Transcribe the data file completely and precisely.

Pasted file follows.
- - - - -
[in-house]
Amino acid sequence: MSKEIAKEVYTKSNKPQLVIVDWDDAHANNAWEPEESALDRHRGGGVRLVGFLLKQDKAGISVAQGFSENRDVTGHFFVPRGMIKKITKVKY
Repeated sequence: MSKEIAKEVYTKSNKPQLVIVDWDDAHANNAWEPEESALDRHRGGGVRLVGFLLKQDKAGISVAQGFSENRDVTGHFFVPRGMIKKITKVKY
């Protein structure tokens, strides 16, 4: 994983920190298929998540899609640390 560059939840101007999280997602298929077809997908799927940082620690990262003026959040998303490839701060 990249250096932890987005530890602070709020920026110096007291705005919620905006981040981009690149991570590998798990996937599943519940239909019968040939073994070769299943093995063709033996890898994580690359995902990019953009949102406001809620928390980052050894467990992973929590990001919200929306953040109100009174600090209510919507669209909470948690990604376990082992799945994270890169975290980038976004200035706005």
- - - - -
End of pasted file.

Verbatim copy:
[in-house]
Amino acid sequence: MSKEIAKEVYTKSNKPQLVIVDWDDAHANNAWEPEESALDRHRGGGVRLVGFLLKQDKAGISVAQGFSENRDVTGHFFVPRGMIKKITKVKY
Repeated sequence: MSKEIAKEVYTKSNKPQLVIVDWDDAHANNAWEPEESALDRHRGGGVRLVGFLLKQDKAGISVAQGFSENRDVTGHFFVPRGMIKKITKVKY
């Protein structure tokens, strides 16, 4: 994983920190298929998540899609640390 560059939840101007999280997602298929077809997908799927940082620690990262003026959040998303490839701060 990249250096932890987005530890602070709020920026110096007291705005919620905006981040981009690149991570590998798990996937599943519940239909019968040939073994070769299943093995063709033996890898994580690359995902990019953009949102406001809620928390980052050894467990992973929590990001919200929306953040109100009174600090209510919507669209909470948690990604376990082992799945994270890169975290980038976004200035706005």